The use of games are also a very powerful learning tool, perhaps one of the most effective because the situational learning. tends to be transferrable rather than be compartmentalized and isolated information. The right kind of decision games are serious practice for life. This was noted by RAND social scientists way back during the early days of the Cold War:

    “The gamers argued that insights arose from immersion in play. In 1956 Joseph Goldstein noted that the war game demonstrated ‘ the organic nature of complex relationships’ that daily transactions obscured.War-gaming gripped its participants, whipping up the convulsions of diplomacy ‘ more forcefully…than could be experienced through lectures or books’.”

    ” A team from the Social Science Division [ at RAND ] posed a number of questions which they hoped the unfoldig month of gaming would resolve. Chief among them was whether gaming could be used as a forecasting technique ‘ for sharpening our estimates of the probable consequences of policies pursued by various governments’. Would gaming spark “political inventiveness“, and more importantly, how did it compare to conventional policy analysis? Did gaming uncover problems that might otherwise be neglected? And invoking the emerging touchstone of intuition, did the experience impart to policy analysts and researchers “ a heightened sensitivity to problems of political strategy and policy consequences?”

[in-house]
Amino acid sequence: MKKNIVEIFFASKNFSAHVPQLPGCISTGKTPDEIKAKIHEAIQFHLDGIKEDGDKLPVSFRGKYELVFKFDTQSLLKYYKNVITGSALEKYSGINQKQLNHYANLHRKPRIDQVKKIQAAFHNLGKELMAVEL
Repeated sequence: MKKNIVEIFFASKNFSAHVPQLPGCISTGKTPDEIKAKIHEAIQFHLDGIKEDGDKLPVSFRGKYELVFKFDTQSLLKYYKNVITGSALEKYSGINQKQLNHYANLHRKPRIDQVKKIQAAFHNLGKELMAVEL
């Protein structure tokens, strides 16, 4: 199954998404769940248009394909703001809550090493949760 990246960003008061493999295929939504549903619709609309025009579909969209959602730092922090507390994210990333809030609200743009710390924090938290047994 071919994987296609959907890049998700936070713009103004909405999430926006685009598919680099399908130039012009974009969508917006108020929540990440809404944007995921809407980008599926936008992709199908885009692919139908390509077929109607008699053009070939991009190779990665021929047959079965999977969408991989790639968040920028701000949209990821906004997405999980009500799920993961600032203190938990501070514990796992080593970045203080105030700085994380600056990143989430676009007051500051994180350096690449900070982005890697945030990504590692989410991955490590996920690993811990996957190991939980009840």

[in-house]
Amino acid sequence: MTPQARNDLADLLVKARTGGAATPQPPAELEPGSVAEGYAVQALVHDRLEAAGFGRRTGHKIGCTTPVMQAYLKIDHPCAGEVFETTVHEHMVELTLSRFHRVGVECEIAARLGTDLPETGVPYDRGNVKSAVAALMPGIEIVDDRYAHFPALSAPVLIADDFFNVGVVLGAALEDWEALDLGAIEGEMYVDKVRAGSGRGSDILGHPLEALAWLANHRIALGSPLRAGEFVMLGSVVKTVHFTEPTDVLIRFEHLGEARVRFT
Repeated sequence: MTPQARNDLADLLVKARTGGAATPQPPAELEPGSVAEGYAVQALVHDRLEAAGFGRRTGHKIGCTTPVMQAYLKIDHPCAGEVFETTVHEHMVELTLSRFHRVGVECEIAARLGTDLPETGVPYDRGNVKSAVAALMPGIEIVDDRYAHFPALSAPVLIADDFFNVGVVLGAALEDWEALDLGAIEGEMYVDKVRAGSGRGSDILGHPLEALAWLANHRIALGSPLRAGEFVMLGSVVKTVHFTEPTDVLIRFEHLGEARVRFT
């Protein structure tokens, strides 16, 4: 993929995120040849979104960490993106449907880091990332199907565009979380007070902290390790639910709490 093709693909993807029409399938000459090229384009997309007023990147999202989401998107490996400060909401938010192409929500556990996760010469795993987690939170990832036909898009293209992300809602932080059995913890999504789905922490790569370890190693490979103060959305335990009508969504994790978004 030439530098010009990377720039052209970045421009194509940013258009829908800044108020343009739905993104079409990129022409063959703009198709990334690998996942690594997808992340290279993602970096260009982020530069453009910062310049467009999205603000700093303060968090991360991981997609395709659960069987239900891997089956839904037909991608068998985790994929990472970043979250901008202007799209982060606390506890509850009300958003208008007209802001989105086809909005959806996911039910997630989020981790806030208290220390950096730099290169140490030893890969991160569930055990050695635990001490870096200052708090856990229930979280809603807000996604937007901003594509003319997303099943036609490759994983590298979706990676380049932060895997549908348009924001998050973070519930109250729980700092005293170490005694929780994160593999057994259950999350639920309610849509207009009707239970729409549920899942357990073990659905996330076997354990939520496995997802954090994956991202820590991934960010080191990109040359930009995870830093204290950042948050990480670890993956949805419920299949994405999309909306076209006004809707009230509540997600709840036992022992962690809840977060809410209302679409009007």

Sharon Ghamari- Tabrizi, The Worlds of Herman Kahn

    Back to the article:

    ….Vandergriff’s teaching method incorporates recent research into adult learning, designed “to engage students in direct experiences which are tied to real world problems and situations in which the instructor facilitates rather than directs student progress.” This creates a situation where the students learn from one another. Unlike most other military classes, the ASLTE teachers use very few PowerPoint presentations. They also end up speaking far less than the students themselves.

    Vandergriff ran the class through the first TDG and led the discussion afterward. From that point forward, students took turns leading the class through After Action Reviews. Students gained confidence in leading such an exercise while the rest of the class bounced ideas off each other. The interactive nature of this kept the entire class engaged and gave all of them ownership of their own learning.

    The concept of ownership was a consistent theme throughout the seminar. According to Vandergriff, a good teacher “works to make his students better than himself and encourages them to take ownership of their development, to make them life-long learners.”

    Here Don is making use of the social pressure and reinforcement of a Peer to Peer (P2P) dynamic to maintain maximum student engagement while having them practice critical intellectual reflection, something that is a vital constituent of a professional culture of learning. A true professional embraces an honest discussion of ideas and both accepts and gives critical feedback on performance in hopes of learning and improving.

    Read more regarding Don Vandergriff’s adaptive leadership methods here and here.